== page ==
The Glendale Unified School District Board of Education this week got its first look at next year's proposed budget, a $56-million spending plan that calls for the return of the sixth period for all junior high school students.
The sixth period was eliminated for seventh- through ninth-graders four years ago during budget tightening.
Parents have strongly backed its return, and during last month's school board election it was one of the major concerns, with all the candidates calling for its reinstatement. District officials had argued that decreased state funding prevented them from reinstating the extra class time.
The period was returned to ninth-graders two years ago. This is the first time the district staff has recommended that seventh- and eighth-graders also be given the extra time for another elective class.
Would Cost $580,000
Reinstating the sixth period to the four junior high schools would cost the district about $580,000 a year, Supt. Robert Sanchis said. He has proposed that the money come from a delay in purchasing and replacing most equipment, such as typewriters, lawn mowers and computers.
However, Sanchis said the budget for equipment should be the first item restored when the district begins receiving money generated by the state lottery. Lottery income, although expected during the next school year, was not included in the budget because district officials do not know when the lottery might start and how much money it might bring in. Initial projections show that Glendale will receive about $1.2 million from the state lottery next year, Sanchis said.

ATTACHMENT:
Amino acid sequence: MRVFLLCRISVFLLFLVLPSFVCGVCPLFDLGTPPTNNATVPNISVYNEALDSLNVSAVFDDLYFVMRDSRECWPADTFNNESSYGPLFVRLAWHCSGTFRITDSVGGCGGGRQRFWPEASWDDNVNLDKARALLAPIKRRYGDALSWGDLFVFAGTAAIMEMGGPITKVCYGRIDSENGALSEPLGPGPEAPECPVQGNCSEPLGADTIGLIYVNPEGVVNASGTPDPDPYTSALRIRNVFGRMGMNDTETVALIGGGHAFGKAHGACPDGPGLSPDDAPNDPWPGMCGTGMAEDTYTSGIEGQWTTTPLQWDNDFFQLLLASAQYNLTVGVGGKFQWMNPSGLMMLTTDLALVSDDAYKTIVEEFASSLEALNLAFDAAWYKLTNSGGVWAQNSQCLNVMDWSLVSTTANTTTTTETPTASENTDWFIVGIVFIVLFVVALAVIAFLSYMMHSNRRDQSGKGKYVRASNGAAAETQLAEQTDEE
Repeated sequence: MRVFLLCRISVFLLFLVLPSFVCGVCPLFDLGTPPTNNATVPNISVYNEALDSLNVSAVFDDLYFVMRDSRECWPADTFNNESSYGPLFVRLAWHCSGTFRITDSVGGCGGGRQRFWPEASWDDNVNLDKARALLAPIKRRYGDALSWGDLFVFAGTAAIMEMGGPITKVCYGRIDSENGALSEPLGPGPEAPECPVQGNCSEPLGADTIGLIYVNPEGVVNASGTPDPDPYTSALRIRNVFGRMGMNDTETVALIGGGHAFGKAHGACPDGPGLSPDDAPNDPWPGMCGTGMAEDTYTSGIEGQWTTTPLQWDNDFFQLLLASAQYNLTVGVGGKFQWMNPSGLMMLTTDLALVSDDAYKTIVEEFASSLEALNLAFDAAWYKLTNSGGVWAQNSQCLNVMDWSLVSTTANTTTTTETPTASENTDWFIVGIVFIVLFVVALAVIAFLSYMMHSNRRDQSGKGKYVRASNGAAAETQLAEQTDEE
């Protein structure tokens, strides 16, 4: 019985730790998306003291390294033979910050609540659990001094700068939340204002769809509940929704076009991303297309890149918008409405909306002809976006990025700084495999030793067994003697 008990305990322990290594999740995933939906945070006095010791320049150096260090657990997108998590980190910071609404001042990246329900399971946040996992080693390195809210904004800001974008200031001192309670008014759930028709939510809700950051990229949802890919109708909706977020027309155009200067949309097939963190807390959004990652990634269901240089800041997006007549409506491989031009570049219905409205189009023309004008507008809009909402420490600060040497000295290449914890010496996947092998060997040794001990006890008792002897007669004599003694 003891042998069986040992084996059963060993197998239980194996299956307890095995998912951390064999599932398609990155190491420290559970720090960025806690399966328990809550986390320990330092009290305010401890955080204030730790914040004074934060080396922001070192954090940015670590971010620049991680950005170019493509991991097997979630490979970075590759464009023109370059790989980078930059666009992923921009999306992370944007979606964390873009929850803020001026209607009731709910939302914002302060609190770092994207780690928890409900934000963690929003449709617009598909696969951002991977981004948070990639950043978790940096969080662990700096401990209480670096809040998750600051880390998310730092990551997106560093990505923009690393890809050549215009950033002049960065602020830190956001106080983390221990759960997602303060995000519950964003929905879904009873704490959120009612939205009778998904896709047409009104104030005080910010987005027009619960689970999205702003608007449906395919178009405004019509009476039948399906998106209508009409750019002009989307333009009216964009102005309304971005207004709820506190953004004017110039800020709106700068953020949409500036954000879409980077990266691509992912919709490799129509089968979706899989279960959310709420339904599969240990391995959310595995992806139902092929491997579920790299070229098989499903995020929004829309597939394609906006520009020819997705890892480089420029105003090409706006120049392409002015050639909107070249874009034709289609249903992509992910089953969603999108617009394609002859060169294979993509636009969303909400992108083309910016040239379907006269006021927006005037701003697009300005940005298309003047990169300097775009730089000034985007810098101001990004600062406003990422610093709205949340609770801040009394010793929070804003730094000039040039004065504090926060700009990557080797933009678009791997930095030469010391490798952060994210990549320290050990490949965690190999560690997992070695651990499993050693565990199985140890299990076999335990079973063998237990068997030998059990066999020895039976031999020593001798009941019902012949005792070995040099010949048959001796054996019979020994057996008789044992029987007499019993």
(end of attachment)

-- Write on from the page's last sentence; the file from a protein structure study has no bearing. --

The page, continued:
The proposed budget also calls for the addition of a full-time principal for Muir Elementary School in southern Glendale.
Logical Staffing Change
Enrollment at Muir has risen 18% since 1981, to 488 students, and, Sanchis said, "It's logical that we make the position full time." A single principal now administers Muir and nearby Cerritos Elementary School.
The proposed budget does not call for a full-time principal at Cerritos, and the post probably will be filled on a half-time basis by another principal in the district, district spokesman Vic Pallos said.
The proposed Glendale school budget is based on Gov. George Deukmejian's proposed public school budget, which provides a 10.5% increase over this year's budget.
Sanchis told the board Tuesday that the increase is misleading because much of the money must go toward implementation of state-mandated programs, such as the mentor teacher program and the lengthened school year that went into effect in September. Also, Deukmejian has included projected lottery funds in his budget, Sanchis said.
The Legislature is expected to adopt the state budget by June 30, and Sanchis said the actual increase for schools in Glendale is anticipated at 4.5% to 4.9%.
The proposed Glendale school budget includes about $2.6 million in carry-over money from this year, said Wayland Parsons, district superintendent of administration. In addition, next year's proposed budget keeps the district's emergency reserve fund at $300,000.
The 1985-86 school budget will go through an intensive review, including public hearings, before its adoption in late August.
On June 18, board members will schedule a public hearing and, by July 1, the district must file its tentative budget with the county superintendent of public schools. County officials will review the budget and return it to the district with their recommendations. The district will then schedule another public hearing before adopting the budget.